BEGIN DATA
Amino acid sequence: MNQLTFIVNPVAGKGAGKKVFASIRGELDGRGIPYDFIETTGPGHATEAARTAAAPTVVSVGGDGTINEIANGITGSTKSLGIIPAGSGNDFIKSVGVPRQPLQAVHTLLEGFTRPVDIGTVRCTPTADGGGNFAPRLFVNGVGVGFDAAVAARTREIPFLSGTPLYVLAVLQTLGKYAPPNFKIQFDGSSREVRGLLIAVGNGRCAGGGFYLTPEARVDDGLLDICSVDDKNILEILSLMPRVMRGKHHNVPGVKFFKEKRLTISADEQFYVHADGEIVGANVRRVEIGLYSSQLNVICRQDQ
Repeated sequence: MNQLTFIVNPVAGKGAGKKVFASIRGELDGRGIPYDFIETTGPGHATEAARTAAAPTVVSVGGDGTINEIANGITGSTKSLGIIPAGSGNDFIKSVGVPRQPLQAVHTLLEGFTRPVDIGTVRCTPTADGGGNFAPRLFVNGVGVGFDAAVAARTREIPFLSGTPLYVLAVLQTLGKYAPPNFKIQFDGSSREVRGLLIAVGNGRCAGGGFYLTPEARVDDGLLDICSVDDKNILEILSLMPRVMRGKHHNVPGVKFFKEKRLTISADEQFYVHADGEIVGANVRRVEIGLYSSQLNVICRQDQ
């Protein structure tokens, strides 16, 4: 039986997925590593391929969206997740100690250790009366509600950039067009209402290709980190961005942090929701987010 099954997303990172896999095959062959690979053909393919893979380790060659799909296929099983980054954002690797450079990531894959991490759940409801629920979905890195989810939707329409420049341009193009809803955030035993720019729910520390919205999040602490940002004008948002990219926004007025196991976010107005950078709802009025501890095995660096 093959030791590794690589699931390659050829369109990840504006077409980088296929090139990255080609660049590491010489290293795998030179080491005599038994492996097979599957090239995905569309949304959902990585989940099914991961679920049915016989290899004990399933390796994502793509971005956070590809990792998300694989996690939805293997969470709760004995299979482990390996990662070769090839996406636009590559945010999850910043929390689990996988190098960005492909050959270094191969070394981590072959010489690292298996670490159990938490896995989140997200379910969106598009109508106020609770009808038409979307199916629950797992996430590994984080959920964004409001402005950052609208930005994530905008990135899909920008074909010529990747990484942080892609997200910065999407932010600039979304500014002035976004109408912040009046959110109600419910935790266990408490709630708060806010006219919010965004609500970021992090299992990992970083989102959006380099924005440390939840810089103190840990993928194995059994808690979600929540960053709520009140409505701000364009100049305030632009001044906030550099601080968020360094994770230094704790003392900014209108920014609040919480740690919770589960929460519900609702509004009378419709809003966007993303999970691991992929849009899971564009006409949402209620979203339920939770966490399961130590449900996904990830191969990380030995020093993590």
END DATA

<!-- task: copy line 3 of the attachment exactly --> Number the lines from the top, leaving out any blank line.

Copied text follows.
């Protein structure tokens, strides 16, 4: 039986997925590593391929969206997740100690250790009366509600950039067009209402290709980190961005942090929701987010 099954997303990172896999095959062959690979053909393919893979380790060659799909296929099983980054954002690797450079990531894959991490759940409801629920979905890195989810939707329409420049341009193009809803955030035993720019729910520390919205999040602490940002004008948002990219926004007025196991976010107005950078709802009025501890095995660096 093959030791590794690589699931390659050829369109990840504006077409980088296929090139990255080609660049590491010489290293795998030179080491005599038994492996097979599957090239995905569309949304959902990585989940099914991961679920049915016989290899004990399933390796994502793509971005956070590809990792998300694989996690939805293997969470709760004995299979482990390996990662070769090839996406636009590559945010999850910043929390689990996988190098960005492909050959270094191969070394981590072959010489690292298996670490159990938490896995989140997200379910969106598009109508106020609770009808038409979307199916629950797992996430590994984080959920964004409001402005950052609208930005994530905008990135899909920008074909010529990747990484942080892609997200910065999407932010600039979304500014002035976004109408912040009046959110109600419910935790266990408490709630708060806010006219919010965004609500970021992090299992990992970083989102959006380099924005440390939840810089103190840990993928194995059994808690979600929540960053709520009140409505701000364009100049305030632009001044906030550099601080968020360094994770230094704790003392900014209108920014609040919480740690919770589960929460519900609702509004009378419709809003966007993303999970691991992929849009899971564009006409949402209620979203339920939770966490399961130590449900996904990830191969990380030995020093993590």